By Tom Lawson
For many, worship is all about answers. Big answers. Little answers. Even ordinary answers.
“Where can I find meaning for my life?”
“Where can I find a place to belong and be loved?”
“Where can I go when I’m broken and empty and alone?”
For many, worship is all about answers.
Children like answers.
“What is that?”
“Are we there yet?”
“Is it gonna hurt?”
Sometimes college students like answers. “Listen, I understand the three views you presented in class, but which one is the right one? Which one will be on the test? Which one am I supposed to believe?”
Children go to worship mostly to find answers.
But, in the Bible, worship often ends with something closer to a question than an answer.
“Whom shall I send and who will go for us?”
“Will you leave everything and follow me?”
A voice called, “Cry out.” And I answered, “What shall I cry out?”
I like answers because I can grab them, hold them, label them, and then wrap them all up in shiny ribbons and set them in neat rows on my shelf. And, if I ever need them again I just reach up and—pop!—there’s the answer.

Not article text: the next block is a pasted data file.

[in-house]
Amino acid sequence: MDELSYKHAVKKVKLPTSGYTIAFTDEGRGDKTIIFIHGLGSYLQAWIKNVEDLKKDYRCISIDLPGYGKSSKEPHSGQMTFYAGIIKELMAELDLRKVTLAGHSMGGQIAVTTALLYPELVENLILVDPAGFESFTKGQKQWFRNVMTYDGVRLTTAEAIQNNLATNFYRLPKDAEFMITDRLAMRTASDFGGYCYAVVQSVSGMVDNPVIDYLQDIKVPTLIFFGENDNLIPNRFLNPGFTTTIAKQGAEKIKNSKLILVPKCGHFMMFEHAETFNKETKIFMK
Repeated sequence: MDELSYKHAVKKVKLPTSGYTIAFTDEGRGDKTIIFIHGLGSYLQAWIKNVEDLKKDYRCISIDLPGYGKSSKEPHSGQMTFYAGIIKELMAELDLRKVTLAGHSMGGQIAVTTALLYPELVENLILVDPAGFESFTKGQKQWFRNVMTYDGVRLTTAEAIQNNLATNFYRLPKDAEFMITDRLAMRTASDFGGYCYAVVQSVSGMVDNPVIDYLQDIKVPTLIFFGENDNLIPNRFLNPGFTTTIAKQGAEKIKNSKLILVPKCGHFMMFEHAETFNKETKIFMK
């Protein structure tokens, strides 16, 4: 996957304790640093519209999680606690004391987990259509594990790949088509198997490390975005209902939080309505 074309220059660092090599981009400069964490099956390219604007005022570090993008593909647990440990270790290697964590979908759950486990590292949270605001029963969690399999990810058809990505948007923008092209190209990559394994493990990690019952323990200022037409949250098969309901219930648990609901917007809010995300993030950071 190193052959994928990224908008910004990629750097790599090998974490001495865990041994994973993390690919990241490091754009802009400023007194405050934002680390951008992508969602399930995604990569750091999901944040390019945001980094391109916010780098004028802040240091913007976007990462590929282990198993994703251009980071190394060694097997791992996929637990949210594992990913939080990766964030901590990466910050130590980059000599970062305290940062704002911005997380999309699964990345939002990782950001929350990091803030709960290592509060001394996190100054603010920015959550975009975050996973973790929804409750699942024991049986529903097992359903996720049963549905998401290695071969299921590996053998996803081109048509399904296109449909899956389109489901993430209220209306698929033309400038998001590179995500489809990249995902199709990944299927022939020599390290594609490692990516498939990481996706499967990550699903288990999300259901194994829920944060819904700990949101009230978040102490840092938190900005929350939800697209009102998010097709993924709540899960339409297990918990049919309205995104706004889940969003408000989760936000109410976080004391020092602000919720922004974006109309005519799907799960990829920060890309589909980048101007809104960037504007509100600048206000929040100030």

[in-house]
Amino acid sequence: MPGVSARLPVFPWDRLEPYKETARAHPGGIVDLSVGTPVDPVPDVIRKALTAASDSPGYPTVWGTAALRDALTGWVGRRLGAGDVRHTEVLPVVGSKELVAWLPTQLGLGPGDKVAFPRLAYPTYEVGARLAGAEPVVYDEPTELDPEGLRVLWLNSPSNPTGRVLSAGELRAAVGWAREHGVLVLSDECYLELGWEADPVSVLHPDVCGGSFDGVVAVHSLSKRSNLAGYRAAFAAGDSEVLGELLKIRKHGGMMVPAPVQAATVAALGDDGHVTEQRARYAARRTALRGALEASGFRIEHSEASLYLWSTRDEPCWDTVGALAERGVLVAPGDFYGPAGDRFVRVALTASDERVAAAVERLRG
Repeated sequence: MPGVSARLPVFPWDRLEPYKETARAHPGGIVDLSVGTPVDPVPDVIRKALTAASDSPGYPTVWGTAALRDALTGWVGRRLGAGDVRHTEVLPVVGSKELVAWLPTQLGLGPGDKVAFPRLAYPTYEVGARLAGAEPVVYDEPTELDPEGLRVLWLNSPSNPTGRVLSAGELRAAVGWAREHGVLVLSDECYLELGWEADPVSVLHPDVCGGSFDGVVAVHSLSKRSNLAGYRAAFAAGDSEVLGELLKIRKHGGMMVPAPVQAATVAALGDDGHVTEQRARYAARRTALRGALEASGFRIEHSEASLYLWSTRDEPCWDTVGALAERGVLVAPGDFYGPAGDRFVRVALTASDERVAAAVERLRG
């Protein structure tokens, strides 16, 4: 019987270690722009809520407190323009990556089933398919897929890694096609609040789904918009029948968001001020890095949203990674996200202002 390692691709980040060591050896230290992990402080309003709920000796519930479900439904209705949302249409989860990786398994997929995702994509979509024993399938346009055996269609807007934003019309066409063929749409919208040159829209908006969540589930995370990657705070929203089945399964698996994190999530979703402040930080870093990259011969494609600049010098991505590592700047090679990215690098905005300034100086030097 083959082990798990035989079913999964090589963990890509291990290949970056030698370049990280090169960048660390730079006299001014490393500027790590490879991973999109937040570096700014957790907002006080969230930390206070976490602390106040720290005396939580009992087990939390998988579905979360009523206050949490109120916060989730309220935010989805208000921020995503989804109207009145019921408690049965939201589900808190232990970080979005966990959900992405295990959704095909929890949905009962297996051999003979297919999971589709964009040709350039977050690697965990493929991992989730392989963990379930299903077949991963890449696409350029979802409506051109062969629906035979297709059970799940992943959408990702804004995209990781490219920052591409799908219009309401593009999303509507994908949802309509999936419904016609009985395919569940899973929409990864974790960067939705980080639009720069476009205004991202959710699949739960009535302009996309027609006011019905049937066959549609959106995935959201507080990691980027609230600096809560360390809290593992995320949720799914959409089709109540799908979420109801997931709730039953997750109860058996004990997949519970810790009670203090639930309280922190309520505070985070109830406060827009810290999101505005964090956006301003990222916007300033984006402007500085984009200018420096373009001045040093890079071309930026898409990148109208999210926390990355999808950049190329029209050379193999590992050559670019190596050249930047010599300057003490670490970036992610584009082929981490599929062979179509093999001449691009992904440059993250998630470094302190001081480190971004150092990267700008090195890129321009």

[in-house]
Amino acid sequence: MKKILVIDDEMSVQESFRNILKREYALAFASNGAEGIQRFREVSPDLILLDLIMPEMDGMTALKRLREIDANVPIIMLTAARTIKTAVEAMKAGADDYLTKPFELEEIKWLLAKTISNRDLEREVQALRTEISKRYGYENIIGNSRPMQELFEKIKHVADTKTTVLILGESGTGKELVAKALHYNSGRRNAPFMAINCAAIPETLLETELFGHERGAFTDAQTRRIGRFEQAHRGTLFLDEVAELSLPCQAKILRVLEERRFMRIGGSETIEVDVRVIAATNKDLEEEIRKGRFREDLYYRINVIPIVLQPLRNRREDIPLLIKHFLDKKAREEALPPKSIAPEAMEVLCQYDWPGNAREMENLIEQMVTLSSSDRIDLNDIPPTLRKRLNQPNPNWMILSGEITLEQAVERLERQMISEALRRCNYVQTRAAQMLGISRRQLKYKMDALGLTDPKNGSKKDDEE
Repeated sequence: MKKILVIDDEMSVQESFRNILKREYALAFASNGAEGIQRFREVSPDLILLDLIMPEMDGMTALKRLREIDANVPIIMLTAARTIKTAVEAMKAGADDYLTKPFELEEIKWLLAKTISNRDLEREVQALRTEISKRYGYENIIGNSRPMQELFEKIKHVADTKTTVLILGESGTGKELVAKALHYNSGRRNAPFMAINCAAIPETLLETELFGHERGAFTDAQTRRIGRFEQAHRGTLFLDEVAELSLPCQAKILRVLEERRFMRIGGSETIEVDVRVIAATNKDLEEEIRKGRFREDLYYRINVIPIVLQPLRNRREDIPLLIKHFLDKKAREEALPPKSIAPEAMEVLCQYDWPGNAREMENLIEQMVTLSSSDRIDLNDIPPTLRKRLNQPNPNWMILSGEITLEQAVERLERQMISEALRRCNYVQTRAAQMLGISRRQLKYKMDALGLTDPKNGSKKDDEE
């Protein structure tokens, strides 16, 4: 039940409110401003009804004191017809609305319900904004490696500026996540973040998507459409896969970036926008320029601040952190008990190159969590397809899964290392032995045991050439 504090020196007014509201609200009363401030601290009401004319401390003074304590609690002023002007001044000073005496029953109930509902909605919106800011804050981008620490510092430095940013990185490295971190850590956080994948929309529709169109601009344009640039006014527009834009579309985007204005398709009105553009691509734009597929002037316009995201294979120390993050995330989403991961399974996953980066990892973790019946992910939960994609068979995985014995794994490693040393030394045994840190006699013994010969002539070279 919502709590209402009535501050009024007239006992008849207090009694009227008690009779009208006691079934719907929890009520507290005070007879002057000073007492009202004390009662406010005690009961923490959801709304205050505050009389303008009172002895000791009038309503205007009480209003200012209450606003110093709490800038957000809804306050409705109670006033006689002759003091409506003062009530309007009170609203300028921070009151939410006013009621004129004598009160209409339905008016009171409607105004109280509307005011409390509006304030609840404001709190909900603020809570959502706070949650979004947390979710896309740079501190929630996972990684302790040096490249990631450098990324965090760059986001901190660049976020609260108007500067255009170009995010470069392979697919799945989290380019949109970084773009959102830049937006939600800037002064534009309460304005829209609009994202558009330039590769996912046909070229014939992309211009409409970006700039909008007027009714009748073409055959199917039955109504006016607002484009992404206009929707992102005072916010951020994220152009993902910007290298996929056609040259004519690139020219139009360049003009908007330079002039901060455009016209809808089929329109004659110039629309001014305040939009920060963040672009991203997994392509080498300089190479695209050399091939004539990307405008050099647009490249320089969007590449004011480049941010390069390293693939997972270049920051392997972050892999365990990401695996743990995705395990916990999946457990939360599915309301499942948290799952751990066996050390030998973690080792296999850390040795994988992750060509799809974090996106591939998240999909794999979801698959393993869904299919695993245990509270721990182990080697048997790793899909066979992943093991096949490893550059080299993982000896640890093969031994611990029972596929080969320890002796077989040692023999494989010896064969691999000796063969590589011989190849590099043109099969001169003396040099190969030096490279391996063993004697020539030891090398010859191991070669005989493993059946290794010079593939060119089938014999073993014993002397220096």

Questions, on the other hand, are untidy things. They refuse to squeeze into my little boxes and keep kicking off their ribbons. They hang on my clothes and stick to my jacket. They trail behind me, following me home, and snuggle up next to me in those twilight moments between sleep and waking.
“Son of dust, what now will you do?”
“You who teach others, do you teach yourselves?”
Uh, to be honest, sir, I don’t know. I just came here looking for a few good answers. And, don’t get me wrong, I got some. Really good ones, too. Not the made-up answers most people are peddling these days. But then you have to go and muddy up the waters by these questions. And, you know how it is with questions; one kind of leads to another.
“So, just who was neighbor to that poor beaten man on the road to Jericho?”
Which, of course, takes a few trips on a couple trains of thought and ends up something more like, “Should I have stopped to help that kid with the flat tire over on Main Street?”
Like I said, these pesky things hang on you worse than cat hairs on a wool suit.
Answers focus mostly on what I want to get out of worship. Questions prod me more about what I should be giving to worship. Answers usually make me feel better, even if they don’t change anything. Questions sometimes make me feel worse, but can lead to fresh insights and changed lives.
How was worship today?
Sometimes, I want to say, “I’m just not sure, yet. Give me some time to muddle over a question I seem to have picked up in there.”
Tom Lawson serves on the faculty of Ozark Christian College, Joplin, Missouri.